By Steven Reinberg
THURSDAY, Sept. 1 HealthDay News) -- After rising steadily through the 1990s, the rate of circumcisions for newborn American boys has waned a bit over the past decade, a new report shows.
According to the U.S. Centers for Disease Control and Prevention (CDC), circumcisions among newborn males dropped from 62.5 percent in 1999 to just under 57 percent by 2008. That data came from the National Hospital Discharge Survey, and was corroborated by similar results from other nationwide sources.
"Newborn male circumcision levels in the U.S. remain relatively high, but have declined slightly," said agency spokesman Scott Bryan.
The report examines trends in newborn circumcision in hospitals, and therefore underestimates the overall level of newborn circumcision, Bryan noted. "The results of the analysis indicate that approximately 55 to 57 percent of males born in hospitals are now being circumcised there," he said.
The recent drop in the circumcision rate reverses a trend of the late 1980s and 1990s, when the procedure rose from about 48 percent of newborn boys (in 1988-1991) to over 61 percent (in 1997-2000).
The CDC doesn't have a definitive answer as to what's behind the recent decline. According to Bryan, changes in parental preferences and the fact that many state Medicaid plans do not cover the procedure could play roles.
"In fact, a recent study found that, after controlling for other factors, hospitals in states in which Medicaid covers routine male circumcision had circumcision rates that were 24 percentage points higher than hospitals in states without such coverage," Bryan noted.
The longstanding controversy over circumcision of newborns has heated up recently, with opponents claiming it is not medically justified and can lead to mental health issues later in life.
On Wednesday, the California Senate passed a bill preventing cities in that state from banning newborn circumcisions. The move came after a controversial ballot initiative, begun earlier this year in San Francisco, which would have banned circumcision in that city for people under the age of 18. A judge in July ruled against the proposal and it was struck from the ballot.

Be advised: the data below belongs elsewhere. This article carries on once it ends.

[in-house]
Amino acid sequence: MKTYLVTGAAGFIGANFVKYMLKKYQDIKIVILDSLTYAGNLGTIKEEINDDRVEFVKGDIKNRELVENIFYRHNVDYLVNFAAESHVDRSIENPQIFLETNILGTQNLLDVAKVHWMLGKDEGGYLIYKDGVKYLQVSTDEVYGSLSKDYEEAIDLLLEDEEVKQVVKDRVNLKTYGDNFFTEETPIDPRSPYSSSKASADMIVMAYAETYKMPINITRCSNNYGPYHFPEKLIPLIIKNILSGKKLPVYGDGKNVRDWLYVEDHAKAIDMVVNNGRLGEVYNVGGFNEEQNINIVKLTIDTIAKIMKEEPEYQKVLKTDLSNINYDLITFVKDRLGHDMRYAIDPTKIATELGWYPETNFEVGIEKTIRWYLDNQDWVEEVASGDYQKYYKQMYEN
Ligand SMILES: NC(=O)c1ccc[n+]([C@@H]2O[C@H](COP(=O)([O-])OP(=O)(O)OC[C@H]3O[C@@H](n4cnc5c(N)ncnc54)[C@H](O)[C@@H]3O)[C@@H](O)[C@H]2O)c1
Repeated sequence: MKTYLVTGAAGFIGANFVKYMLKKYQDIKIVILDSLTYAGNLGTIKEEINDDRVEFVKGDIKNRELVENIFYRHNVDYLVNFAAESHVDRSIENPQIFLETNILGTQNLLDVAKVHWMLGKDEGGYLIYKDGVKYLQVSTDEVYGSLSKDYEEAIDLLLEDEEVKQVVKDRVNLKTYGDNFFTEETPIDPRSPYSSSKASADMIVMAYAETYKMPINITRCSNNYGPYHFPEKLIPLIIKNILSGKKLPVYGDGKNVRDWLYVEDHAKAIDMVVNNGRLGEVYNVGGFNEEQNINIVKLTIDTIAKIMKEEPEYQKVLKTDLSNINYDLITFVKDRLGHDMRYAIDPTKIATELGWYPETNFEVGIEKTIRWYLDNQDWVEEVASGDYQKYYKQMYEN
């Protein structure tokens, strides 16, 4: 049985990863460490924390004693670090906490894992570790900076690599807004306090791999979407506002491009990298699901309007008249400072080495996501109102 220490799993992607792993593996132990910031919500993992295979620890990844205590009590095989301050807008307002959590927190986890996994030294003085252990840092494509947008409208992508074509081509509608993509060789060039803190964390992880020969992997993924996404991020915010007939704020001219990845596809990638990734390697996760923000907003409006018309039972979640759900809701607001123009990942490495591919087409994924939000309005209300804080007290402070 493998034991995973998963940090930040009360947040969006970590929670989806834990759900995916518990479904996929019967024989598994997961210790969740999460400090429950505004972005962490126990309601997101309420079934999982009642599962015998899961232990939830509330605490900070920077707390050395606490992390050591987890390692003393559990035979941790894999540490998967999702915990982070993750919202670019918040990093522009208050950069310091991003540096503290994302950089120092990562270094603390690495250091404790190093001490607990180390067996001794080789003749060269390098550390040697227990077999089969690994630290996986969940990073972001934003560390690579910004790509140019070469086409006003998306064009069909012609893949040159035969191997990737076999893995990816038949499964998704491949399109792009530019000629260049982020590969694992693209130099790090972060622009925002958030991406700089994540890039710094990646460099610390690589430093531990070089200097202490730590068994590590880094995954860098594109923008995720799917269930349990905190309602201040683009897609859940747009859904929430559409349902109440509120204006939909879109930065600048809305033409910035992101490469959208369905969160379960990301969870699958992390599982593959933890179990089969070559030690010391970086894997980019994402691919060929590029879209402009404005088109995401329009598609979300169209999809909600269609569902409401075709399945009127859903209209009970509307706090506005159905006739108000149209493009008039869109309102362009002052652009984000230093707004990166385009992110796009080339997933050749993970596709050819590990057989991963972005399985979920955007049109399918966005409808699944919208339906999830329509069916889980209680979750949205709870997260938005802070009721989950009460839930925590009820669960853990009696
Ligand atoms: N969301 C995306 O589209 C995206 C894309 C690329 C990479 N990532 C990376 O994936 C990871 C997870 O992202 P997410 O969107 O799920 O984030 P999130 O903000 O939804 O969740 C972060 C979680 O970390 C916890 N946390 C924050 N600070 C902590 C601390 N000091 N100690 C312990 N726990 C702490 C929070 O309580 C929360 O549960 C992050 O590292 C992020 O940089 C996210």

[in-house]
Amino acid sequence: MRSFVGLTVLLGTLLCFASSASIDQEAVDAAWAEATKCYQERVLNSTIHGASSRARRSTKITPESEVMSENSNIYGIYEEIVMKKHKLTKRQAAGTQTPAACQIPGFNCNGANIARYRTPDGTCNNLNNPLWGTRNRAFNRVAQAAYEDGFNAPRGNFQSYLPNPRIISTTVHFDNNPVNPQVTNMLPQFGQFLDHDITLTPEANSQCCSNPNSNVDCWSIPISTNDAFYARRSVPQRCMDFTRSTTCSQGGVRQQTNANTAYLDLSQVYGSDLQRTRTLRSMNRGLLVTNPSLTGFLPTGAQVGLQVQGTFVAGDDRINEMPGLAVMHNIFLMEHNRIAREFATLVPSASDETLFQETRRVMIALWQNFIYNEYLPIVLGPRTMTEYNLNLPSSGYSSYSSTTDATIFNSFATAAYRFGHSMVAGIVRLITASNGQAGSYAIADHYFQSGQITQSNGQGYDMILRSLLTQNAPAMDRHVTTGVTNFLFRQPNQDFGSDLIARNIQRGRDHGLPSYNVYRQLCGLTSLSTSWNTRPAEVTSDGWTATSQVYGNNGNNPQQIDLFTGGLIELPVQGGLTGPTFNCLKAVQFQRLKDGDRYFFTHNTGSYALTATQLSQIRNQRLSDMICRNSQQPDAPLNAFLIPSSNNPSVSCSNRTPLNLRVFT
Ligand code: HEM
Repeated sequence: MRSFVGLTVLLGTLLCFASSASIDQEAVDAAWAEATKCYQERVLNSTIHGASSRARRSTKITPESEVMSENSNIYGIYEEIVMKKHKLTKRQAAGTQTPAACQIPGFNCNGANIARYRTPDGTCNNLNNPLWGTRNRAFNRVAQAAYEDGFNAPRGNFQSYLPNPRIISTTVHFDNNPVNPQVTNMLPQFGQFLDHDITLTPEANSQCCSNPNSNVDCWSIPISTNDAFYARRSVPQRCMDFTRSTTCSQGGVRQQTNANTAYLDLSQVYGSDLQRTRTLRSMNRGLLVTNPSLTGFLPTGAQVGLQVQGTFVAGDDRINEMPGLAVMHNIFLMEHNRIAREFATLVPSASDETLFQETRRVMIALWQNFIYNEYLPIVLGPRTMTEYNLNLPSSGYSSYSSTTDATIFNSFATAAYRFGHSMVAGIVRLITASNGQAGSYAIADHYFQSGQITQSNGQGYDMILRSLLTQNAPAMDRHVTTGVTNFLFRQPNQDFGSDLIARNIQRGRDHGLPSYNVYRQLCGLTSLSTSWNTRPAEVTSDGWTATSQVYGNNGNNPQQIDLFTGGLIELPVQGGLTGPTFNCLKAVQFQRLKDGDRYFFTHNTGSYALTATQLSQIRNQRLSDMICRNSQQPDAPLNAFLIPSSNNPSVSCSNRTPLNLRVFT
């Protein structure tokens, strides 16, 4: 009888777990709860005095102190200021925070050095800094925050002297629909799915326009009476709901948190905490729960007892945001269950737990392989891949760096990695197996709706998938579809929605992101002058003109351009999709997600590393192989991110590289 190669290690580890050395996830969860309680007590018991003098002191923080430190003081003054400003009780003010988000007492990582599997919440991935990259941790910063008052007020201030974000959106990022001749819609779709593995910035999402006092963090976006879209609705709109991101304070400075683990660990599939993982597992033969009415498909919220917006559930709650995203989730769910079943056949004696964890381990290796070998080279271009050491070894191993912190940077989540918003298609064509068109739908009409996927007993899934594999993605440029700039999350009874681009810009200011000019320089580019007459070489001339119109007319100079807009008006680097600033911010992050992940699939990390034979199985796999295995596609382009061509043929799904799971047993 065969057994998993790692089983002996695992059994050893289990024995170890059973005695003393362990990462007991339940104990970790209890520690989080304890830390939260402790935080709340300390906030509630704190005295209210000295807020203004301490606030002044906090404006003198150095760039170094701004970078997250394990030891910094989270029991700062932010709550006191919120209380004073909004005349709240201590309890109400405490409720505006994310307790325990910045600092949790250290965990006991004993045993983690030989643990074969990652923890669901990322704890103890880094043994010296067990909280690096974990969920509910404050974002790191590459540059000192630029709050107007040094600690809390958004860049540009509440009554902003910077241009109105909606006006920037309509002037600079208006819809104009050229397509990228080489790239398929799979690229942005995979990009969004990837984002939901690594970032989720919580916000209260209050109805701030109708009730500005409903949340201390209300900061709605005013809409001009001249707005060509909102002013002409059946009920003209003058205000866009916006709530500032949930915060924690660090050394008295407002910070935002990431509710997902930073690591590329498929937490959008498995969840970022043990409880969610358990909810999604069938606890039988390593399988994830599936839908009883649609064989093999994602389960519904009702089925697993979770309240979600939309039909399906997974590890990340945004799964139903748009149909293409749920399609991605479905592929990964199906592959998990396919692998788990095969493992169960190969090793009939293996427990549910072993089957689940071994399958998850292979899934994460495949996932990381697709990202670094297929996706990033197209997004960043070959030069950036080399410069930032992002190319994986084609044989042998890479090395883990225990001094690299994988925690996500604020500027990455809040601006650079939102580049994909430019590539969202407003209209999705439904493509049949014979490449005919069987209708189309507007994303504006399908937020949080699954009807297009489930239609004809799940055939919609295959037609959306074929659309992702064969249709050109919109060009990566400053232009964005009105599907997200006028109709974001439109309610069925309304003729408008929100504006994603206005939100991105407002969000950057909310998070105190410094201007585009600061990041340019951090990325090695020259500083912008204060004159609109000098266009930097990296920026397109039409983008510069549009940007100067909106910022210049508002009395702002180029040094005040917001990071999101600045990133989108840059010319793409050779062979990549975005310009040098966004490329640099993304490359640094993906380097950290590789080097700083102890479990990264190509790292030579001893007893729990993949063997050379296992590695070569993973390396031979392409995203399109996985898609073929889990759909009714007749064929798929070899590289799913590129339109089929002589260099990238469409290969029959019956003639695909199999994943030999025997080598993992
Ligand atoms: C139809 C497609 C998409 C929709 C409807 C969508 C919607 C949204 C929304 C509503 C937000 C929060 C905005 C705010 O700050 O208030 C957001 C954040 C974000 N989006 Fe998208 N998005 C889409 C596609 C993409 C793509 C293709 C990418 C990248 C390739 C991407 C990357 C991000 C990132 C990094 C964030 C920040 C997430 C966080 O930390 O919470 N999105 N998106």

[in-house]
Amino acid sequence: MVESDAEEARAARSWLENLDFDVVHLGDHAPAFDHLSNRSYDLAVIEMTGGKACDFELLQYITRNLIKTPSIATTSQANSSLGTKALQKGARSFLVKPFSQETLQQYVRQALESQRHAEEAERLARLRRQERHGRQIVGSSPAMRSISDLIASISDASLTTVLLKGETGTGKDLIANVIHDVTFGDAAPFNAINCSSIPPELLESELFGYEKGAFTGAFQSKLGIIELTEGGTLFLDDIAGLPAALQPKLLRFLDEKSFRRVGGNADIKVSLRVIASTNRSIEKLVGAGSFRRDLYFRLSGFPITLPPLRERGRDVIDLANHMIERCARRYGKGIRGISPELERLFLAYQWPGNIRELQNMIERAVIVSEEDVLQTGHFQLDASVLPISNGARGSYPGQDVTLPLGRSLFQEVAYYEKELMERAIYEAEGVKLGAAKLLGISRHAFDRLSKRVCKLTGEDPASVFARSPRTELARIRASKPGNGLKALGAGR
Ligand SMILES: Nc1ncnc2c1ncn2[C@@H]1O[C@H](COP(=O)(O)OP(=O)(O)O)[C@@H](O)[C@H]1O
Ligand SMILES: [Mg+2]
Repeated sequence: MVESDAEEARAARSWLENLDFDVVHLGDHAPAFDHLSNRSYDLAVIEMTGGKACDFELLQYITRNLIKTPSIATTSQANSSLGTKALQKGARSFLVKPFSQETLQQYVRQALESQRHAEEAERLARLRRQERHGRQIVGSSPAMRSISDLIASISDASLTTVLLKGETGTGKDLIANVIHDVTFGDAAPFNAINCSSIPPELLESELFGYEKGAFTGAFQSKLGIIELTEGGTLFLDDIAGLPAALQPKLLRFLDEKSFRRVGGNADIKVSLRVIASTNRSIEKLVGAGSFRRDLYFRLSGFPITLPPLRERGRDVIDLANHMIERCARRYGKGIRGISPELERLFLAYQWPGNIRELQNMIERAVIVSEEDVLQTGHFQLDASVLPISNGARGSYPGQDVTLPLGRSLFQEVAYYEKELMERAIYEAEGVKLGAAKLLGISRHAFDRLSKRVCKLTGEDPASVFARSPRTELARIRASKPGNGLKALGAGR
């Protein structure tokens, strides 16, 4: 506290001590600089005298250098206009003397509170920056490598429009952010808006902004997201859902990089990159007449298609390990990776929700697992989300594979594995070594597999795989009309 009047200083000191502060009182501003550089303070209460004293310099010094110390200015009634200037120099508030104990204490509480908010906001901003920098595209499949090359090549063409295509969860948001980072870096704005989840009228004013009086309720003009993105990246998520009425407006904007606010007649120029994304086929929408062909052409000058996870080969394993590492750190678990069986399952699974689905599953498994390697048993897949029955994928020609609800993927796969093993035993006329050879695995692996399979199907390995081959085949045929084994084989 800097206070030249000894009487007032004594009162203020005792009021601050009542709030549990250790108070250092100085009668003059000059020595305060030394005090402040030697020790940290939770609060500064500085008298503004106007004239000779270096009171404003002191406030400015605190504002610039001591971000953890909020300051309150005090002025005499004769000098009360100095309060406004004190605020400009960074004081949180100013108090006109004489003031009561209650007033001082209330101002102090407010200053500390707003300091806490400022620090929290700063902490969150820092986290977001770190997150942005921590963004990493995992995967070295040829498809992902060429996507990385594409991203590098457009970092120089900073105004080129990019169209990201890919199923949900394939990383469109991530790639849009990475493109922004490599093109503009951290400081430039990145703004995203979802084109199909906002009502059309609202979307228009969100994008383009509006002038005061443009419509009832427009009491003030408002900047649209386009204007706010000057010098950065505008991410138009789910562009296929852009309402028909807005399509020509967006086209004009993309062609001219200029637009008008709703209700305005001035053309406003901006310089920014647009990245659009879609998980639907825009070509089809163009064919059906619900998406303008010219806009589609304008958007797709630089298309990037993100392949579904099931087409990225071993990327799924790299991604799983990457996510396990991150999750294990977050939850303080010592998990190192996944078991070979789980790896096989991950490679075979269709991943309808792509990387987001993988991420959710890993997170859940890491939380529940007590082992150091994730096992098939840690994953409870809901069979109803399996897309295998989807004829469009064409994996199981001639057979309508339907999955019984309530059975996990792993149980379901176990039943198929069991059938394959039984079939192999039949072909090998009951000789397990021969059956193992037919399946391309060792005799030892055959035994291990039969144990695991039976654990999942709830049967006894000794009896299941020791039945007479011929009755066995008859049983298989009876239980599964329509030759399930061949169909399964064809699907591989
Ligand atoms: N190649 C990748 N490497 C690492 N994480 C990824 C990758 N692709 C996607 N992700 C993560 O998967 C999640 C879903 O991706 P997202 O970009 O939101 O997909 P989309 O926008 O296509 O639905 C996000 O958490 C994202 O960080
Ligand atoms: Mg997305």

Dr. Jeff Brosco, a professor of pediatrics at the University of Miami Miller School of Medicine, said that "there is some evidence that circumcision improves the health of boys."
Some of the benefits of circumcision include helping to prevent urinary tract infections and making it less likely to transmit sexually transmitted diseases, Brosco said. "But the evidence is not so strong that we routinely recommend it," he added. "It's really up to families."
As far as the critics of circumcision go, Brosco said "there is no evidence that there are real dangers associated with circumcision," he said. "In the long-term the benefits seem to outweigh the risks," he added.
However, Brosco agreed that there is no health effect on the infant if he is not circumcised.
The report was published in the Sept. 2 issue of the CDC's Morbidity and Mortality Weekly Report.
The U.S. National Library of Medicine has more about circumcision.
SOURCES: Scott Bryan, spokesman, U.S. Centers for Disease Control and Prevention; Jeff Brosco, M.D., Ph.D, professor of pediatrics, University of Miami Miller School of Medicine; Sept. 2, 2011, CDC, Morbidity and Mortality Weekly Report
Copyright © 2011 HealthDay. All rights reserved.
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